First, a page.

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3rd International (Non) Western Fashion Conference: The Global Politics of Fashion
Date: 22-23 November 2014 
School of Modern Language and Culture

3rd International (Non) Western Fashion Conference: The Global Politics of Fashion

Global Creativity Industry
School of Modern Language and Culture
Faculty of Arts
University of Hong Kong, HK
22-23 November 2014

The third edition of the (Non) Western Fashion Conference is focussing on the politics of fashion from a global perspective. Despite so-called fashion globalization, the epicentre of fashion is still very much concentrated in Europe. But what do we really know about the global politics of fashion? How does fashion intersect with global politico-economic processes? What are the global power relations embodied in fashion? How do the meanings of fashionable and traditional dress relate to that hegemony? How should agency and orientalism be understood? What are the mechanisms that ensure that the centre of fashion is retained in Europe? How can alternatives be identified and how are they co-opted? What are the politics of fashion appropriation and exclusion? Is dichotomous thinking about fashion reified in the processes of fashion? Although much is written about the influence of western fashion in the non-West, relatively little research is done on what the appropriation of non-western fashion trends in western fashion really signifies. Also, even though trends have been coming from London, Deli, Milan, Shanghai, New York, Sao Paolo, Casablanca and Dakar it remains predominantly European designers who put them on the global fashion map, while Indian, Chinese, Hispanic Latin American, Moroccan and Sub-Sahara African fashion designers continue to be excluded from European Fashion Weeks.

This edition aims to focus on agency in the context of global fashion politics. Sandra Niessen (2003) argues in Re-Orienting Fashion Theory that ‘Eurocentric hegemonic fashion discourse aims to preserve a boundary between the West/Rest to both protect its position of power and to ensure the maintenance of a conceptual other for self-definitional purposes.’ But she also argues that conceptual traditional dress is just as much a tool for the non-West to differentiate and emphasize local distinctiveness. Traditional dress is rapidly being invented and reinvented to not only create a sense of belonging and stimulate the consumption of a culturally marketed Self, but also to further national interests, stimulate international tourism, influence foreign investments and as a tool for public diplomacy. In the process, self-orientalism is playing an important role whereby, contrary to orientalism, the orientalist gaze is used to turn oneself into the Other to create, maintain and strengthen a distinct cultural identity (Iwabuchi 1994). From this perspective, the Orient is not a defenceless and innocent victim of western orientalism, but actively uses the orientalist gaze to take agency. Therefore the question whether fashion globalization leads to cultural homogenisation deserves a new debate with a focus on the contemporary revival/(re)invention of traditional dress.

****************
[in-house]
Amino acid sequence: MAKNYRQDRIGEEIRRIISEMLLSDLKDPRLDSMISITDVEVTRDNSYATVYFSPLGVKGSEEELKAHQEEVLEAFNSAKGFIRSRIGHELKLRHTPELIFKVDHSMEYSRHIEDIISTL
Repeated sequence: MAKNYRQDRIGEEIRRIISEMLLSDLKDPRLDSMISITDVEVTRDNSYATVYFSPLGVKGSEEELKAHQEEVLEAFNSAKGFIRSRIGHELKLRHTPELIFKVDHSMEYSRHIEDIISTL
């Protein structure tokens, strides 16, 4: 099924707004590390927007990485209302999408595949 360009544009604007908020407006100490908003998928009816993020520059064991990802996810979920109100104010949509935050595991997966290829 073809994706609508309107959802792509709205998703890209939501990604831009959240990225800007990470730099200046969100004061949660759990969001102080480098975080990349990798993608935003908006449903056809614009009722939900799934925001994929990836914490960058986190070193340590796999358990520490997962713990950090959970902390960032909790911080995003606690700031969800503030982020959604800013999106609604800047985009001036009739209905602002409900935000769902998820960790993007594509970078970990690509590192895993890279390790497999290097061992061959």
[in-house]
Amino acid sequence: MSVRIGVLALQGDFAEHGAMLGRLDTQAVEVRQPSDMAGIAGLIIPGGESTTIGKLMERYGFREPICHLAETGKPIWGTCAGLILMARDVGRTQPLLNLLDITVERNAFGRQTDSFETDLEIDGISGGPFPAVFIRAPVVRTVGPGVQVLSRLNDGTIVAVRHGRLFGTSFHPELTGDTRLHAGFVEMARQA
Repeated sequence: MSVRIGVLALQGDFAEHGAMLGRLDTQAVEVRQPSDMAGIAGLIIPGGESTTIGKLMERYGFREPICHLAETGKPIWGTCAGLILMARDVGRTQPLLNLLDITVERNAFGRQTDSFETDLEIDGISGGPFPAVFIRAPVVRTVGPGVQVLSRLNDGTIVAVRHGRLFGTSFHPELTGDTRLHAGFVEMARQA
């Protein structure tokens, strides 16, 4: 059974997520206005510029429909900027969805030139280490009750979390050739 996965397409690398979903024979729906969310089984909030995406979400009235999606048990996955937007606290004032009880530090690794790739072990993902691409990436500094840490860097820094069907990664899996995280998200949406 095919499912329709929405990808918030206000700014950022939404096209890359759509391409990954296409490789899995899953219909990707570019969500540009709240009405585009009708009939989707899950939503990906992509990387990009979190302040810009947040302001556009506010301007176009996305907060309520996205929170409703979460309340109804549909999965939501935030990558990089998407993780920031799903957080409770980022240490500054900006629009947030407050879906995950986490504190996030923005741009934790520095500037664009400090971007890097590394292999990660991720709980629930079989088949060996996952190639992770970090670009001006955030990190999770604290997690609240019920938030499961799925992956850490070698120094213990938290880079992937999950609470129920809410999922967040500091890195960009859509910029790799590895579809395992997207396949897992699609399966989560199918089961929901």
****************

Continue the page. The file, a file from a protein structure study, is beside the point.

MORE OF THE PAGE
The (Non)Western Fashion Conference was initiated in 2012, with its first edition in Rabat (Morocco 2012) and its second in London (UK 2013). Its main objective is to provide a forum for scholars who focus on a wide variety of fashion systems and who wish to rectify a prevailing ethno- and Eurocentric discourse in fashion studies. Although fashion is historically located all around the world, many fashion traditions remain little known and therefore seem less important or influential. Many are misinterpreted due to binary oppositional thinking which creates false dichotomies like traditional versus fashionable, tradition versus modernity, western versus non-western, local versus global, and so on.
The conference aims to gather academics, curators, designers and industry professionals who are engaged in creative and critical thinking concerning (non)western fashion systems in a wide scope of geographical areas and from a wide variety of disciplines. Although it focuses on fashion from so-called non-western regions, it does not wish to be exclusive, but rather stimulate global perspectives. This is not to be mistaken for globalisation, which has been used to create participatory narratives in recent years whereby especially new economies are included in fashion discourse in the light of their recent socio-economic achievements, their convergence with the West and their successful engagement with fashion as consumers and producers. In order to understand fashion beyond Europe, it is important to refrain from thinking that it has only recently emerged as a result of globalisation (Riello and McNeil, 2010, Global Perspectives, 4-5).

Please note that it is not mandatory to present a paper to participate. You can simply send us an email (Christine Tsui –; Angela Jansen: and book your ticket by transferring the conference fee (covering the two-day conference, excl. lunch) to the following bank account, clearly indicating your name and NWFC14 as the reference for your payment:

Mulholland Capital Management
1 Queens Road Central, 
Hong Kong
Account nr: 848 560488 838

The conference fee is:
300 HKD for PhD students 
1000 HKD for regular participants

We will send you a confirmation of your payment by email as soon as we receive it. Should you have any questions please feel free to contact Christine Tsui at
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